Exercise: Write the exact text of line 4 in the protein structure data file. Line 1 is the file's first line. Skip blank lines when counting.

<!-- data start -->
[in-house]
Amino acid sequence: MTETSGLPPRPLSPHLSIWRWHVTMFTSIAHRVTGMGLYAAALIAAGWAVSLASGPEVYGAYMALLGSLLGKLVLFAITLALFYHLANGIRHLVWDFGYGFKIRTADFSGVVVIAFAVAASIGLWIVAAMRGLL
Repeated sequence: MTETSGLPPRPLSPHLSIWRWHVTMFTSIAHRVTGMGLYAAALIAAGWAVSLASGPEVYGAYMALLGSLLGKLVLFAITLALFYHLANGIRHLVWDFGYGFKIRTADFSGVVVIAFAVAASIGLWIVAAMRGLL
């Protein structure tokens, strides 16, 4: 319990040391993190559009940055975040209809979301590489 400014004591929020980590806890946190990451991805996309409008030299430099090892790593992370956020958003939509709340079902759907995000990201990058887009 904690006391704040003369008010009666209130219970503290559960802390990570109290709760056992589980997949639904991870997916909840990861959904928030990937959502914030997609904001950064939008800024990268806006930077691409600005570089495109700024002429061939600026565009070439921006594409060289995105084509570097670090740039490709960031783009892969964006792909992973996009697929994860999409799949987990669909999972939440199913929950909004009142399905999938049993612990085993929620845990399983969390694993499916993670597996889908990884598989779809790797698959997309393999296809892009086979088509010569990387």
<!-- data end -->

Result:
């Protein structure tokens, strides 16, 4: 319990040391993190559009940055975040209809979301590489 400014004591929020980590806890946190990451991805996309409008030299430099090892790593992370956020958003939509709340079902759907995000990201990058887009 904690006391704040003369008010009666209130219970503290559960802390990570109290709760056992589980997949639904991870997916909840990861959904928030990937959502914030997609904001950064939008800024990268806006930077691409600005570089495109700024002429061939600026565009070439921006594409060289995105084509570097670090740039490709960031783009892969964006792909992973996009697929994860999409799949987990669909999972939440199913929950909004009142399905999938049993612990085993929620845990399983969390694993499916993670597996889908990884598989779809790797698959997309393999296809892009086979088509010569990387």